Uganda’s educationists have taken financial buffoonery to new depths. The more prestigious the school, the greater the buffoonery, it seems.
Sampling the Form One admission letters to the so-called top secondary schools that people have been sharing on social media, you get the feeling that four years down the line, every student will pass with a distinction in Drama and proceed to major in comedy arts.
The list of requirements in the letter starts with an item called “Entry Fees”— apparently setting the theatrical mood — Ush350,000 (about $100). Another item is uniform at the same or a higher figure. Then come the reams of paper; toilet paper and the inevitable bag of cement.
None of the admission letters I saw indicated the weight of the cement bag and had I been a parent in the category I wonder would I have dared take a small bag with one kilo of cement in it?
Other items demanded by the “top” schools per pupil include a spade, hoe and similar items that everyone knows will end up in the hardware shops, just like the reams of paper end up in stationery shops. Curiously, some schools now insist on only one brand of detergent.
Of course, every student’s luggage is checked to confirm that s/he has brought the right items. After the checking, the rather unfit parents have to carry the now messed up boxes to the dormitory — fathers to the boys’ dormitory and mothers to the girls’ dorm. That is where the final, unreceipted charge is paid in cash — to the matron.
The school fees, which are completely separate from the above “requirements” and many others, are at least Ush1,800,000 ($500) per child, whether new or continuing students. This is just for one of the three school terms in a year.
It is broken down into interesting items like Parent-Teachers Association; Tuition and Boarding; Old Students Association; Development Fees and so on. In all, each pupil pays at least the equivalent of $770 per term, equal to the country’s annual GDP per capita.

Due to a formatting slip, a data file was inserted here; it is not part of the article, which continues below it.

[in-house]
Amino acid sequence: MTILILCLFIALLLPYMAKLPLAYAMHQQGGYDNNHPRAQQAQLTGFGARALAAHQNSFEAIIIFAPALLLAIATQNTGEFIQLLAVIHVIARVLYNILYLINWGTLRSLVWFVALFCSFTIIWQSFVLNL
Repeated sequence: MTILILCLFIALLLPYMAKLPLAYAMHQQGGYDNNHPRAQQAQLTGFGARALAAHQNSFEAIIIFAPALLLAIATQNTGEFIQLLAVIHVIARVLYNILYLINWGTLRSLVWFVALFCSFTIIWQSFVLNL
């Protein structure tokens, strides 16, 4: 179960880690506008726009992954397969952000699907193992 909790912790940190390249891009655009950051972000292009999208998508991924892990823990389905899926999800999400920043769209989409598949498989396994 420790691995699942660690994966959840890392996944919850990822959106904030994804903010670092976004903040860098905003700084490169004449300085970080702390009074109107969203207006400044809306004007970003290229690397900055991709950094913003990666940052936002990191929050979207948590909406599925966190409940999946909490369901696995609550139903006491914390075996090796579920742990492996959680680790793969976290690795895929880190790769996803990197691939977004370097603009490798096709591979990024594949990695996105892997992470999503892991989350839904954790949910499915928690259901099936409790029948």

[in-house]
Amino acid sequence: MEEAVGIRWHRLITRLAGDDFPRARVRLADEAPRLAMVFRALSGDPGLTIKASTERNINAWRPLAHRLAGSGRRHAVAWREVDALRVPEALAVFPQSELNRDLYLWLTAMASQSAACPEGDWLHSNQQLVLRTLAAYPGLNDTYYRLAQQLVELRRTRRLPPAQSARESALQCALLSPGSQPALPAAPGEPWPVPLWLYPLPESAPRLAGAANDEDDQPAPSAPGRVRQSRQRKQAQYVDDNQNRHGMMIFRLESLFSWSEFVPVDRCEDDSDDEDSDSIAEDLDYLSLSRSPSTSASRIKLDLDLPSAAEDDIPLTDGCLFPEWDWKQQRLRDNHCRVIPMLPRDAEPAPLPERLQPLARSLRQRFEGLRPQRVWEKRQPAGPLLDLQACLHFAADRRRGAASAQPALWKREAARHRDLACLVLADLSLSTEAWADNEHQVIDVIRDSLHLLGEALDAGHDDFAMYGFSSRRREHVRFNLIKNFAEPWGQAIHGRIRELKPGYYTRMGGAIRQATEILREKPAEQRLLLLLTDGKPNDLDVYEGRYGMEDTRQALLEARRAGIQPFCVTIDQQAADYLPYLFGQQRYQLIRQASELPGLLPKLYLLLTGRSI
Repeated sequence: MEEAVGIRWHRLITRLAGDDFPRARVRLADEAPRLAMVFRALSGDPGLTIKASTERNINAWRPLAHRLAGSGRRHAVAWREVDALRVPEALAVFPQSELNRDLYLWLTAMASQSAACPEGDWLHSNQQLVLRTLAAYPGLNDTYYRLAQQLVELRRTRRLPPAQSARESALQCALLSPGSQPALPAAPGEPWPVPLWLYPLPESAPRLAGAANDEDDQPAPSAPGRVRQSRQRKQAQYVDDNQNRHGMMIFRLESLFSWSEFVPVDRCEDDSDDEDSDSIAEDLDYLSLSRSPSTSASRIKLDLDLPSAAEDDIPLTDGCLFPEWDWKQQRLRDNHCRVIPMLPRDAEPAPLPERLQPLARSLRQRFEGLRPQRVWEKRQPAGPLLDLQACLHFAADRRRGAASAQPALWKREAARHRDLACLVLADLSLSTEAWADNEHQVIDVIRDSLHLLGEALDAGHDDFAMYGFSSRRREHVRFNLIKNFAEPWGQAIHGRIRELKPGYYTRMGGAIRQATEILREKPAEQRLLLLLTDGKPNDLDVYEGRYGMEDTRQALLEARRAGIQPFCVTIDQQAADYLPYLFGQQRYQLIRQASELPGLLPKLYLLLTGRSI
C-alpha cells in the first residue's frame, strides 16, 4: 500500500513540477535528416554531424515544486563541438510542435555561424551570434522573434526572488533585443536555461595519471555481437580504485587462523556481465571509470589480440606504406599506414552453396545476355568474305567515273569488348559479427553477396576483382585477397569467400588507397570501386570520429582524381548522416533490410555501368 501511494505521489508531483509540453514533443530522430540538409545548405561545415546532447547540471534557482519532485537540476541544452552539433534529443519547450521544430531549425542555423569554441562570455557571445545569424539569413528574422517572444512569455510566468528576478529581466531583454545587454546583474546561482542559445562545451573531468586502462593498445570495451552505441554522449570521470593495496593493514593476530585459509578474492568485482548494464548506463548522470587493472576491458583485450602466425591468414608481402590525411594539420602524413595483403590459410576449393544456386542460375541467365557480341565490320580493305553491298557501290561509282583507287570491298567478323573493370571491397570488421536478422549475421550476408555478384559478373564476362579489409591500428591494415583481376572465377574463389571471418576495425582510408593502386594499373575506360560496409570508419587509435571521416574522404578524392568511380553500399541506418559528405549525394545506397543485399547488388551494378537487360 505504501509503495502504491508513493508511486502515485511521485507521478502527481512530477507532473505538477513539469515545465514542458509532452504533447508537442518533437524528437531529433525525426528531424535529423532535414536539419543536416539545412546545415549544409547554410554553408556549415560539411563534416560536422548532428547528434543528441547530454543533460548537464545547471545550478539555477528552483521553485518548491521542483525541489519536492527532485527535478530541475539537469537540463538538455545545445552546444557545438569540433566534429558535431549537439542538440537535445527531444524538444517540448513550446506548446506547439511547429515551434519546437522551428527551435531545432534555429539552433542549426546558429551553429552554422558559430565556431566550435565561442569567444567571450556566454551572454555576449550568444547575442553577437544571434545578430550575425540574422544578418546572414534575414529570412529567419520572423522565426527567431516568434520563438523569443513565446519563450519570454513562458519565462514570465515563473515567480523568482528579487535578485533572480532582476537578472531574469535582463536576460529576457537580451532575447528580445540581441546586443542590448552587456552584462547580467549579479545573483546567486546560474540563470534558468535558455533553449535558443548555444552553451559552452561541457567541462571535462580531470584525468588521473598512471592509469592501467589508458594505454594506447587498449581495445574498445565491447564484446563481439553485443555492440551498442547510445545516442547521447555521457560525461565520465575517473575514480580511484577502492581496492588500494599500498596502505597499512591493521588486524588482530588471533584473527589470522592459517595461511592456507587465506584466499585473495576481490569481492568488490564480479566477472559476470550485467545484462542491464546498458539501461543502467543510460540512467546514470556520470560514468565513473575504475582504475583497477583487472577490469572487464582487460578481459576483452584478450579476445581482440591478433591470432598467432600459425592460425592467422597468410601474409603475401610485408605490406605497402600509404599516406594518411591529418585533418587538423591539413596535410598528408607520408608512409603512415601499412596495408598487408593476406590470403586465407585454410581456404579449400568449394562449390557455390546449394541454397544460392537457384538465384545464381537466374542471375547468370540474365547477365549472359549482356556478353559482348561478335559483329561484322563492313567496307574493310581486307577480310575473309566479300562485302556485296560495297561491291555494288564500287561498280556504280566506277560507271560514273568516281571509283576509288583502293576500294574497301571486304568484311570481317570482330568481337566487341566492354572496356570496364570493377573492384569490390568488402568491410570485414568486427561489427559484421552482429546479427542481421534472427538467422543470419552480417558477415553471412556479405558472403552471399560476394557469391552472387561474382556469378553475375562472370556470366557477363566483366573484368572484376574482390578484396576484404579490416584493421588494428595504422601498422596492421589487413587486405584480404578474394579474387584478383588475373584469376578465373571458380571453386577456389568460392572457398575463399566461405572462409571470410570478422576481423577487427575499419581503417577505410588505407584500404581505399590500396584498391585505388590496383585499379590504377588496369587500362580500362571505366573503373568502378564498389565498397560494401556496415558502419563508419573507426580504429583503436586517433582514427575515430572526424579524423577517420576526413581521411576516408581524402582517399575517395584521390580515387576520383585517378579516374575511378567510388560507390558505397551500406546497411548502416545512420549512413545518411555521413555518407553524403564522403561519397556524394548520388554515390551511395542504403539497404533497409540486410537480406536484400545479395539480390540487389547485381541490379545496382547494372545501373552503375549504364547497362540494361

After being subjected to such unreasonable treatment and extortion, the parents victoriously depart from the school compound in celebratory mood, having managed to satisfy all the “requirements’” to have their precious kid admitted to the practical drama incubation centre.
If anyone were concerned enough about the future of the Ugandan nation, they would ask what is to be expected of the products of such institutions, where extortion is exercised blatantly and officially. Fortunately, since nobody is asking the question, expect peace to prevail in the “great” schools.
You may wonder why intelligent, rational beings accept being subjected to such exploitation. The answer may lie in the concept of keeping up with the Joneses: The desire to spend and imitate the lifestyle of those perceived to be a society’s elite.
If the odd parent gathers the courage to challenge the unreasonable charges, they are shut up with misplaced clichés like “If you think education is expensive, try ignorance.”
They will also be reminded that this is a free market economy where nobody is compelled to take their child to a particular school, and that cheap government schools are available.
Joachim Buwembo is a social and political commentator based in Kampala. E-mail: email@example.com